The Blacksmith Shop (right) was connected to the Bunk House (left) via this narrow walkway. This is likely due to the fire risk in each building. The left building had a cooking stove and furnace for heat and the right building had a small industrial furnace to repair mining equipment. A little walkway would mean that a fire on one side would be easier to fight from the other.
These long curved corridors connected the wards. Locked doors on both of their ends were a security and comfort feature. Sounds and people would be sealed in their respective wards, as the hallways would act like beautiful airlocks; they were so long that it was unlikely that doors would be open on both sides at the same time. Portra 160.
The modern morgue, a replacement for the original morgue which has since been turned into a kitchen area.
Frontier Gas is a former (?) gas station chain. Chain O’ mines reused a scrapped sign to mark their mill. Under the paint you can barely make out: GLORY HOLE GOLD MILL.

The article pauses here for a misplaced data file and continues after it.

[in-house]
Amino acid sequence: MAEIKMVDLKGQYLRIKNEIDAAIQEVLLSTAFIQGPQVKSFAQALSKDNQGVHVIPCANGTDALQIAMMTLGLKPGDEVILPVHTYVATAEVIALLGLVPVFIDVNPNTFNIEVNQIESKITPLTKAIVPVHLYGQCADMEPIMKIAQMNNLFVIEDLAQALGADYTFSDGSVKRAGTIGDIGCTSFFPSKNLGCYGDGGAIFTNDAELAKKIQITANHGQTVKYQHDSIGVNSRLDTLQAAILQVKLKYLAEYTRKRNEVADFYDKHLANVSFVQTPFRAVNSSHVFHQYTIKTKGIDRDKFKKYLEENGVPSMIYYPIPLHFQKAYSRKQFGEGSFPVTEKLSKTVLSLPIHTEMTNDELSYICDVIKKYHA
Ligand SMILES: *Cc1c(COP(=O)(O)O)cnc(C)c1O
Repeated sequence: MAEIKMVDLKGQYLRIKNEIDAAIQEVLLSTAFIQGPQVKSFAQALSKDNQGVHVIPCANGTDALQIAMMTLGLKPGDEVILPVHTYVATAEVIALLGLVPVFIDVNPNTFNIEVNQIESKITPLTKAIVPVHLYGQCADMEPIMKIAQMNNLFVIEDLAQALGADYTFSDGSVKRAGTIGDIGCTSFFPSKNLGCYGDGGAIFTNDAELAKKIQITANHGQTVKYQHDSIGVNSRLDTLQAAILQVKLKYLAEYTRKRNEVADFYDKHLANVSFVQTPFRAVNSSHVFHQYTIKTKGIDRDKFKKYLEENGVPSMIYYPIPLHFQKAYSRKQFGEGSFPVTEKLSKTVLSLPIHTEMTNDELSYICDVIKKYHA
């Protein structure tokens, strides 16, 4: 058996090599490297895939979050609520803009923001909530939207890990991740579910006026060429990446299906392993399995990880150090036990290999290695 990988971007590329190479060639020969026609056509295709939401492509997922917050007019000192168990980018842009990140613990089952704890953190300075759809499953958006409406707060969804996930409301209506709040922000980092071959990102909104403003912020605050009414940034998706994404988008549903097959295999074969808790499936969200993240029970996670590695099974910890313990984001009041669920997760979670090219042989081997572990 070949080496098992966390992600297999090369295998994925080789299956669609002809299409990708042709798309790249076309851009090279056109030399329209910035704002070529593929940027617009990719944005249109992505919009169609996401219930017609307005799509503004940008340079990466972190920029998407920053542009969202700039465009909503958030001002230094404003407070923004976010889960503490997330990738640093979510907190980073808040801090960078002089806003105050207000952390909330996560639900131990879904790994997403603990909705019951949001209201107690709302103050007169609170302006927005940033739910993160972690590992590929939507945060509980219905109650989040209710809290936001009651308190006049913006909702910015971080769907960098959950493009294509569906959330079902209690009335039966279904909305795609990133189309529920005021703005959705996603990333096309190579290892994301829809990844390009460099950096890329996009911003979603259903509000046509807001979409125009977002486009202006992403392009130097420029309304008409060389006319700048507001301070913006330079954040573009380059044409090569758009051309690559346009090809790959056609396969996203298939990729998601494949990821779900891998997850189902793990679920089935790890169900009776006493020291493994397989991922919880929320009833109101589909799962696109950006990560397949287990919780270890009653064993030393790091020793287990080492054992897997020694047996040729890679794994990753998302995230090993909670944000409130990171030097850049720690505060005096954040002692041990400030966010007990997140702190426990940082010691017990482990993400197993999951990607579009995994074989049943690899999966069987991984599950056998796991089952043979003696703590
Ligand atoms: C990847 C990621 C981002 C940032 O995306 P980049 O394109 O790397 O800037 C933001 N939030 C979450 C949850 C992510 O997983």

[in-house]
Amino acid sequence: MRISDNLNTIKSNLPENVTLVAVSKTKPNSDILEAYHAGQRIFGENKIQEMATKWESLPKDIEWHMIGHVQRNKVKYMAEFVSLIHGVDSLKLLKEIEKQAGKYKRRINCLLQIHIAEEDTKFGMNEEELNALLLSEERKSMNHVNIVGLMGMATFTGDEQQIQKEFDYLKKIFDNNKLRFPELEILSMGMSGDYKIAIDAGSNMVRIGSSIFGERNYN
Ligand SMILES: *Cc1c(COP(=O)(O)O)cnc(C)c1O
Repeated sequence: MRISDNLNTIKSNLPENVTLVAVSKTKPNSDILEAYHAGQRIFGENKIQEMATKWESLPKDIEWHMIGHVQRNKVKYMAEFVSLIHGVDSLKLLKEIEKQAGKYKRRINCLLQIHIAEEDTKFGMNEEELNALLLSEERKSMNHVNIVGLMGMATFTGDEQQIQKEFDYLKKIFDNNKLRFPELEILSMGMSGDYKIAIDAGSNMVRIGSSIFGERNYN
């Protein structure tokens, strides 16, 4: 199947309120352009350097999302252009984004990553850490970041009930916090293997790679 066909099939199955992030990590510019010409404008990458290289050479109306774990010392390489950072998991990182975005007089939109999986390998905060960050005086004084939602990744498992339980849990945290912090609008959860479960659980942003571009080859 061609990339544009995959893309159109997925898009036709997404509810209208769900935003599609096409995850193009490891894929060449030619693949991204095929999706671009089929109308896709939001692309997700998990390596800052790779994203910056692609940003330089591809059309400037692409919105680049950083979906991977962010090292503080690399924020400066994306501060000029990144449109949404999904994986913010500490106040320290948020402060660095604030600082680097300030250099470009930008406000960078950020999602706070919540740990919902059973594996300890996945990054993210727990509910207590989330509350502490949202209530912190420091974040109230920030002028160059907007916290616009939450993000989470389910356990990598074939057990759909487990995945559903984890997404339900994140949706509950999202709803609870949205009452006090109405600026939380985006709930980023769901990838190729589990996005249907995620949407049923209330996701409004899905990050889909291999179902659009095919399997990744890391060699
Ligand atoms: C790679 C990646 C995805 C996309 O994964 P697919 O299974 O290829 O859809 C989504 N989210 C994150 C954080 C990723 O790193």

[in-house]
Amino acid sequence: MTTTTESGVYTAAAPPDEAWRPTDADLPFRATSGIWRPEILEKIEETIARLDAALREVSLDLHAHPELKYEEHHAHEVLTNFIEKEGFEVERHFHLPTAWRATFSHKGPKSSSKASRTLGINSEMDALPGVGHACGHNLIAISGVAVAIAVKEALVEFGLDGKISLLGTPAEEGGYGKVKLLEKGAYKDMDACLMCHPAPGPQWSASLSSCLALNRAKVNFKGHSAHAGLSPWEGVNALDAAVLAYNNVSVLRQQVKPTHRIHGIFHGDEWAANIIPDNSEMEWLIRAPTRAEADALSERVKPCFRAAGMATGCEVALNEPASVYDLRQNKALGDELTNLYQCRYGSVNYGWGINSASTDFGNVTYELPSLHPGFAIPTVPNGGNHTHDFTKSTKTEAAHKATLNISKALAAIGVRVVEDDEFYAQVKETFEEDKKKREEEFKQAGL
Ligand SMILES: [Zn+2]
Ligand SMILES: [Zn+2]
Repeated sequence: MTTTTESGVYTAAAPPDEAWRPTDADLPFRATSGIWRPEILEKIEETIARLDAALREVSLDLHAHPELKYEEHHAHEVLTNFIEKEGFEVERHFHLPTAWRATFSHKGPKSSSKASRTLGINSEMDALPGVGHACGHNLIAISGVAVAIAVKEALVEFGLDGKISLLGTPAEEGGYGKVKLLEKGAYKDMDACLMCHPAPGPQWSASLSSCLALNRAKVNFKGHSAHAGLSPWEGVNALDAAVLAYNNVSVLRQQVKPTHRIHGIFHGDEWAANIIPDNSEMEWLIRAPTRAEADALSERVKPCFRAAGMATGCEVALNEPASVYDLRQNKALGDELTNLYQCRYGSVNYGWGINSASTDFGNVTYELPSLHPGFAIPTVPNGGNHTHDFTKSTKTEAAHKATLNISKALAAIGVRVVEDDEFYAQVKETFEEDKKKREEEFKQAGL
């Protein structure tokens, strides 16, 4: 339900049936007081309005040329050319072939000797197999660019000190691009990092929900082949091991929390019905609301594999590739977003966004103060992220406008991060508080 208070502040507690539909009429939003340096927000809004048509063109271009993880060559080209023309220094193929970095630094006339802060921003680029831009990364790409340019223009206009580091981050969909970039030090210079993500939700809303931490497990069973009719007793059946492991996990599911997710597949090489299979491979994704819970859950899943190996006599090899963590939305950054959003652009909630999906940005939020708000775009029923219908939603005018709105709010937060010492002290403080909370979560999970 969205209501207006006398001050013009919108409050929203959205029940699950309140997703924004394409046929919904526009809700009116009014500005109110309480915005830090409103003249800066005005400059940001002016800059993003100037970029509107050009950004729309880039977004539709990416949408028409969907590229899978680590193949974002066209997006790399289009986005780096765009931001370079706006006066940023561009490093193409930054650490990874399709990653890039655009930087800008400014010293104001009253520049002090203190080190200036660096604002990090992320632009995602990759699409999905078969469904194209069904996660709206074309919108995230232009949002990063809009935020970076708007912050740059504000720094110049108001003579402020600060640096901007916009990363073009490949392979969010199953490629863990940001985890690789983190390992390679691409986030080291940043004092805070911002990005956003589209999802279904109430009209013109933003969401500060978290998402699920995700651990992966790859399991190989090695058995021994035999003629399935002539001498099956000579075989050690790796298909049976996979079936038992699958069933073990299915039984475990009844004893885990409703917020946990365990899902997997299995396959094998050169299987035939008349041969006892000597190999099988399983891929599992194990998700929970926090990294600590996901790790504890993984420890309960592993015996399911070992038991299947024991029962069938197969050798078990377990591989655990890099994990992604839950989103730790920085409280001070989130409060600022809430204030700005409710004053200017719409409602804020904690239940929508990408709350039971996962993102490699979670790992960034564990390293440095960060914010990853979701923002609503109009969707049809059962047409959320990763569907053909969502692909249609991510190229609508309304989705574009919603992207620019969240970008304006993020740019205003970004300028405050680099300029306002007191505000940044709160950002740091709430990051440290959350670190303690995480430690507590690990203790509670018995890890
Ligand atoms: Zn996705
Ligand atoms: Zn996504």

In this photo you see three lives of Lyric: 1.) The Art Deco murals showing the Vaudeville background; 2.) The suspended ceiling put in when the building was converted for film; 3.) The explorers, photographers and others who worked in and on the building before its final demolition.
The aft lifeboat survived auction, although now all it holds is an emergency ladder to help men who’ve fallen overboard get on deck.
Each room is painted a different hue, so the light reflecting into the hallway carries those colors. The blue padding on the left is for one of the padded rooms…
The east side of the boiler shop sported a platform with a control booth and heavy machine mounts. Note the door that replaces the lower section of stairs for explorers.
This is one of the modern nurse’s stations where the last inpatients lived in the mid-2000s. The windows are thick shatterproof plastic. I am unsure why the suspended ceiling is missing.